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A Champion for Children

Photo Credit: Janet Rogers, Division of Strategic Marketing and Communications
Photo Credit: Janet Rogers, Division of Strategic Marketing and Communications

UMKC honors Dr. Michele Kilo with Alumni Achievement Award

Pediatrician Michele Kilo is a champion for families affected by autism spectrum and attention deficit disorders.

“I’m focused on helping our community become one that sees children with developmental and learning differences as gifts, rather than as burdens,” said Kilo, a University of Missouri-Kansas City School of Medicine associate pediatrics professor and director of the Division of Developmental and Behavioral Sciences at Children’s Mercy. “Having the chance to get involved in advocating for my patients and their families in our local school districts, agencies that provide critical therapies to them and in developing organizations and not-for-profits that have and will continue to enhance their lives into adulthood — this is the work I am ever dedicated to and that occupies my heart and soul.”

For her work inside and outside of the clinic, Kilo is being honored with the 2014 UMKC School of Medicine Alumni Achievement Award. She graduated in 1984 from UMKC’s combined six-year B.A./M.D. School of Medicine program.

Kilo leads Children Mercy’s Division of Developmental and Behavioral Sciences, which has grown from eight to 80 professionals during her 23 years at the helm. After joining Children’s Mercy, she became president of the medical staff, served on the board of directors and has chaired the Medical Executive Committee and Medical Staff Health and Wellness Committee.

In 2008, the governor appointed Kilo to the Missouri Autism Commission. Her dedication to special needs children has led to her service as board chair of the Jellybean Conspiracy, a Kansas City-based nonprofit that meets the social needs and artistic aspirations of high school students with disabilities.

“She has made incalculable contributions to our organization and has helped guide us from very small beginnings to a program with national outreach,” said Howard Martin, executive director of the Jellybean Conspiracy and a lecturer in the UMKC Department of Theatre. “She has brought a rare combination of passion, imagination and resourcefulness to everything she has done for us, and what she has done for us, she has done for many others as well.”

At UMKC, in addition to her position as associate professor for the School of Medicine, Kilo has served in various volunteer positions such as president of the School of Medicine Alumni Association and chairman of the School of Medicine’s Board of Visitors. She is a lifetime member of the UMKC Alumni Association.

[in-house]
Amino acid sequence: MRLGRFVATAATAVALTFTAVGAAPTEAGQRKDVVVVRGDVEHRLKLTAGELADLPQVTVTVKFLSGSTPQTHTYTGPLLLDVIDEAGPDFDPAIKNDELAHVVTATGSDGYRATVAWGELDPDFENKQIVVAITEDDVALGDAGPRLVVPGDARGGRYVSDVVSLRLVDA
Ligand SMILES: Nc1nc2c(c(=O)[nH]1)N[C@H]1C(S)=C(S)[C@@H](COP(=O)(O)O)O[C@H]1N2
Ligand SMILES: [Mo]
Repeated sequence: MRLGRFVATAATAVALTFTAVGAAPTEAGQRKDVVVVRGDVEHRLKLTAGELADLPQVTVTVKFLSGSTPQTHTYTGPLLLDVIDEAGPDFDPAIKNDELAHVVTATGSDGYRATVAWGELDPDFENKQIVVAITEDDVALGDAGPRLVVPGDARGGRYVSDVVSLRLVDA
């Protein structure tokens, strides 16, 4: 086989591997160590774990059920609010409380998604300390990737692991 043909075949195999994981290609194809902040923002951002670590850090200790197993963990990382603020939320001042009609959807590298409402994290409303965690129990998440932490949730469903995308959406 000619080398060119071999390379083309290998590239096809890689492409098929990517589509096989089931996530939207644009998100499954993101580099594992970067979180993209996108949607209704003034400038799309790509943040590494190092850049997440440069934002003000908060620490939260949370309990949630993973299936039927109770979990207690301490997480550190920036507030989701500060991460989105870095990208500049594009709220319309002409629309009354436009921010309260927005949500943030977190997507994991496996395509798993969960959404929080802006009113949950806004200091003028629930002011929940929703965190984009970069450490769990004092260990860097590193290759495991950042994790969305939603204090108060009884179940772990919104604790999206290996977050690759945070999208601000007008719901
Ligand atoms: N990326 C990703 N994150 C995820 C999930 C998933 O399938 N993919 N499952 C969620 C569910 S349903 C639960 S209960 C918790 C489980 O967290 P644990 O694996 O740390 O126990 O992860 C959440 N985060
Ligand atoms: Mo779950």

“I am ever grateful to UMKC for the opportunity and the experience, and have always felt the best way for me to repay or to give back to the school was through my time and connections,” Kilo said. “I heed few boundaries when it comes to friendship and relationships.”

She said her experience at UMKC taught her about caring for people. One of her most memorable experiences was meeting a woman named Mildred, a patient in her first Docent/Internal Medicine rotation at Truman Medical Center, one of UMKC’s clinical partners. Mildred was sick from diabetes and alcohol abuse. Over months, Kilo treated Mildred repeatedly.

“I realized how we as people are all the same, we all struggle through difficult times, we all fall off the wagon from time to time, and we all need to be cared for and valued,” Kilo said. “I ended up having a many-year relationship with Mildred, as her medical care provider and most importantly, as a friend.”

Initially, Kilo said she strongly resisted pediatrics as an option to pursue, perhaps because it was an expected choice for women in medicine.

“However, being a person who is blessed with a joyful spirit and the belief that every day must include a good bit of fun, no matter how hard or serious the work, I realized in my fourth year that it was during my pediatrics experiences that I was most truly able to be myself,” she said.

Currently, Kilo is working on ways to care for colleagues through building a Center for Professionalism and Well-Being at Children’s Mercy and the UMKC School of Medicine.

“The intent of the center is to provide a confidential environment where the behavioral health and emotional needs of healthcare professionals can be addressed, supporting overall personal well-being and their maintenance of ongoing safe and quality care for patients and families,” Kilo said. “Infused into the curriculum of the center are practices in mindfulness including mindfulness-based stress reduction designed to give all participants the daily practices needed to decrease stress and burnout and increase job and life satisfaction.”

Kilo’s award at UMKC, and those of the other alumni honorees, one from each school and the five university-wide awards of distinction, will be presented at the 2014 Alumni Awards luncheon on April 24. For information and tickets for the event, visit the 2014 Alumni Awards web page.

| Stacy Downs, Division of Strategic Marketing and Communications

 

 

 


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